Beating the broke days and finding time to bond

Weddings, engagements, introductions, food, clothing, travel the list goes on. Consider each a sinkhole through which your income can be siphoned off in these two months.

Any one of them, unless managed cautiously could potentially be the reason you sit out January, on the side-lines, unable to pursue any endeavour due to empty pockets. This is the month that comes with the tag, “proceed with caution” as it has already started exhibiting all the hallmarks for which it is famously known for – the break-up month.

Eugene Kalungi, a psychologist, gives a couple of tips to help you, not only preserve your relationship but also enhance it over this tumultuous period.

1. Communicate
This is the single most important element in this period. It is essential that your partner knows your financial standing. This is no time to propagate facades over imaginary wealth for ultimately, they will know. If you are broke, let them know so that both of you can work out a means of getting through this period together without incident. But all that can only happen if you communicate, talk to each other often, honestly and faithfully.

2. Prepare before hand
Planning ahead is the most important thing. It is not too late to identify the events that interest both of you and in whose attendance you would delight and mark out their dates. Once that is done, it is vital you interface with each other on what you would require over that time in terms of resources to cover those events, or even clothing and start working towards ensuring they are in place. Save for them and also spend wisely.

3. Do not over book yourselves
The temptation to hop onto every bus that comes along – I am talking about parties and events – can be quite overwhelming during this period. It even becomes harder to say no to the invites and phone calls. Some partners are party ‘animals’ and that could pose a serious strain upon one’s finances since with each event, costs are incurred on things like gifts, clothing, alcohol and transport. It is imperative that whatever number of events both of you decide to embark on, are within your means.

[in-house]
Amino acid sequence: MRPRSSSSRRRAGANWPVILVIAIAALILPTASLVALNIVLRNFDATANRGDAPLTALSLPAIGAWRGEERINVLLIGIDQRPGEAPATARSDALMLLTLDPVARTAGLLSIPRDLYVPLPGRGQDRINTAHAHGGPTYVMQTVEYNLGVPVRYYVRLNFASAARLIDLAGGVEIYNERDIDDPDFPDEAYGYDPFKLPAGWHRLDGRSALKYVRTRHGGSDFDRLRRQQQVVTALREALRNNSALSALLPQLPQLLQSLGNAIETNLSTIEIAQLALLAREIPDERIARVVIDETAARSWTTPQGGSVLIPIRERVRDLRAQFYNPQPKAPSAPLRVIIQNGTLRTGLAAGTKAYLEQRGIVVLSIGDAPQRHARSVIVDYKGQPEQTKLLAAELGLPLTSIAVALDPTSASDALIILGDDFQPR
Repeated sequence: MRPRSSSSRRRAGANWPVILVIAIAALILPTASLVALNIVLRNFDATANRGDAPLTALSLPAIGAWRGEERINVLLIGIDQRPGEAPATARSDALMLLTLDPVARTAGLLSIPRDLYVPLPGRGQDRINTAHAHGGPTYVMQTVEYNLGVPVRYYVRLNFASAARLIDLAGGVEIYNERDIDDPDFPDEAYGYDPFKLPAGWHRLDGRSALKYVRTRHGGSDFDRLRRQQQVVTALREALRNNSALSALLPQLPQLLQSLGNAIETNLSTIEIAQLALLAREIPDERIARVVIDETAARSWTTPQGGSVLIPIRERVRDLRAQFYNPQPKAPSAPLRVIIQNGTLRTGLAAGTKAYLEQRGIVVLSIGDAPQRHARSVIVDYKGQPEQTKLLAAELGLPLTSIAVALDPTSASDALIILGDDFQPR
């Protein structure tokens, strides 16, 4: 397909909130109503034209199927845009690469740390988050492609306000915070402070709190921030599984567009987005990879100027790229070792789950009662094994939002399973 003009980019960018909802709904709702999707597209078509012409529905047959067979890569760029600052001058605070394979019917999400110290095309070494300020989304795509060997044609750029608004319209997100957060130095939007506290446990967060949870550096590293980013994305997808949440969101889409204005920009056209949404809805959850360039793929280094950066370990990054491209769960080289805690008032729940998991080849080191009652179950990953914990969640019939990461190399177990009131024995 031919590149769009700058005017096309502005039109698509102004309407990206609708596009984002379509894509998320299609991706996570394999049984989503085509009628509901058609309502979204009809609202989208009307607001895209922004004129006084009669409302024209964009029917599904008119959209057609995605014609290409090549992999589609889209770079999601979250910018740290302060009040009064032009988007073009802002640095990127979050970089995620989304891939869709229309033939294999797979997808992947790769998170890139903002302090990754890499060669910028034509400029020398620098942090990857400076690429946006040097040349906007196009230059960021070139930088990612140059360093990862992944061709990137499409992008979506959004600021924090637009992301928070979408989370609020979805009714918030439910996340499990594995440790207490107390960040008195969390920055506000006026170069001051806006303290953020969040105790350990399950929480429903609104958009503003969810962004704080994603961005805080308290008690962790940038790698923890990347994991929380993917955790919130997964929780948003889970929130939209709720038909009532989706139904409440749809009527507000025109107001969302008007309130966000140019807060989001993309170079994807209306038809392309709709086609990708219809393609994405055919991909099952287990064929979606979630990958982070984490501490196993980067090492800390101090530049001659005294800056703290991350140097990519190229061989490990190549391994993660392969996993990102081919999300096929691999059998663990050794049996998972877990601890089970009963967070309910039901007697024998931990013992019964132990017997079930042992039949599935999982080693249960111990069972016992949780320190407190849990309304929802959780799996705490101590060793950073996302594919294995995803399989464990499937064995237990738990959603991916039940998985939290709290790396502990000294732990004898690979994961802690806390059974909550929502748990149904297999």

4. Create your own Christmas tradition
Think about what you like about your partner. How can you show them you care? How would you like them to show you that you are appreciated? Can you think of ways you might convey this to them?
You may find reflecting on the relationships you enjoy and how to make more of them may be a helpful focus to avoid stressing over the Christmas holidays. So you will find yourself thinking more about nurturing those around you who can also give you love and support. Both of you will find happiness in whatever you choose to anchor your holidays.

5. Switch off the distractions
So phone applications like Whatsapp and entities like the Facebook have proven that they have the capacity to run and take over our relationships. That for a fact is undisputable, but avoidable.
This festive season, put all phones on silent, switch the TV off and light some candles, cook something easy or have a take-away. This is your time to bond.

6. Do things together
It could be helping out – or visiting – someone, for whatever reason. Giving ‘time’ can be more valuable than any present at any price. If you can really commit to it, you will gain tremendously yourself by cheering up each other. If you do it with a sulky attitude though, it is just going to feel like hard work. Lovingly helping someone else will also take the focus off your own troubles for a while.

7. Expect failure
If today your partner (or someone else) has not fulfilled their task, for example, a gift they promised, whatever you do – do not go on about it! It is not worth a row, at least not at that time. Lower all your expectations and be grateful for whatever it is that is good and goes well. Make a point of looking out for those things.

It is very likely you are going to ‘fail’ in at least someone’s eyes, if not your own. Oh well you and everyone else will recover! Just agree that, whatever happens, the two of you are going to make Christmas the best you can manage. Nothing is perfect. Both of you should know that by now, so if any of you falter along the way, and are unable to meet your financial obligations, point no fingers. Pull each other up and move on.

Finally, plan for the two of you to spend some quality time together as often as possible. That might be with ‘an early night’, a stroll to the park, a midnight feast, an early morning start. It will help to ‘anchor’ you and your relationship and give you time to discuss and problem-solve any potential issues. Happy Christmas.

SOURCE: Daily Monitor

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